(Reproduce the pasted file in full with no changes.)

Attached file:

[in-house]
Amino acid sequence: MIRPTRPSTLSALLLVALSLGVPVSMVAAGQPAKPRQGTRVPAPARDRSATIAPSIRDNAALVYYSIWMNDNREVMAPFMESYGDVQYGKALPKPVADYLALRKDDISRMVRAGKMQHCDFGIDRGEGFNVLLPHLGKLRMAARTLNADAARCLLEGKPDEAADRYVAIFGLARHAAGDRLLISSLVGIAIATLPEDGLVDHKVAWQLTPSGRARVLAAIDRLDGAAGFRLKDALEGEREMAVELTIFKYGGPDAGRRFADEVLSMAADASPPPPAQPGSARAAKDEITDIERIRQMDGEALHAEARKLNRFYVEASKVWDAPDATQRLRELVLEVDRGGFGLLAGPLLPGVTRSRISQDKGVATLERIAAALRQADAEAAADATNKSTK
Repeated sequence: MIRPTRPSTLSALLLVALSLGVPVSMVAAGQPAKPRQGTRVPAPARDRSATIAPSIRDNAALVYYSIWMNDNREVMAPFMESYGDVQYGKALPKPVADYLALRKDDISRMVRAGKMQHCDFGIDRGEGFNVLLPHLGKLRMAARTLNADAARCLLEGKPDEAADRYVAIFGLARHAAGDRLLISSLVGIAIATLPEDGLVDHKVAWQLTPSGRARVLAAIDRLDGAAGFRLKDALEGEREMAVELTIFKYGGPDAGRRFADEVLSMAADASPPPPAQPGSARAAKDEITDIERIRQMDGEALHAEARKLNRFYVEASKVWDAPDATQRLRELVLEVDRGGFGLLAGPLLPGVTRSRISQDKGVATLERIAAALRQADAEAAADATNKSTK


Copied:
[in-house]
Amino acid sequence: MIRPTRPSTLSALLLVALSLGVPVSMVAAGQPAKPRQGTRVPAPARDRSATIAPSIRDNAALVYYSIWMNDNREVMAPFMESYGDVQYGKALPKPVADYLALRKDDISRMVRAGKMQHCDFGIDRGEGFNVLLPHLGKLRMAARTLNADAARCLLEGKPDEAADRYVAIFGLARHAAGDRLLISSLVGIAIATLPEDGLVDHKVAWQLTPSGRARVLAAIDRLDGAAGFRLKDALEGEREMAVELTIFKYGGPDAGRRFADEVLSMAADASPPPPAQPGSARAAKDEITDIERIRQMDGEALHAEARKLNRFYVEASKVWDAPDATQRLRELVLEVDRGGFGLLAGPLLPGVTRSRISQDKGVATLERIAAALRQADAEAAADATNKSTK
Repeated sequence: MIRPTRPSTLSALLLVALSLGVPVSMVAAGQPAKPRQGTRVPAPARDRSATIAPSIRDNAALVYYSIWMNDNREVMAPFMESYGDVQYGKALPKPVADYLALRKDDISRMVRAGKMQHCDFGIDRGEGFNVLLPHLGKLRMAARTLNADAARCLLEGKPDEAADRYVAIFGLARHAAGDRLLISSLVGIAIATLPEDGLVDHKVAWQLTPSGRARVLAAIDRLDGAAGFRLKDALEGEREMAVELTIFKYGGPDAGRRFADEVLSMAADASPPPPAQPGSARAAKDEITDIERIRQMDGEALHAEARKLNRFYVEASKVWDAPDATQRLRELVLEVDRGGFGLLAGPLLPGVTRSRISQDKGVATLERIAAALRQADAEAAADATNKSTK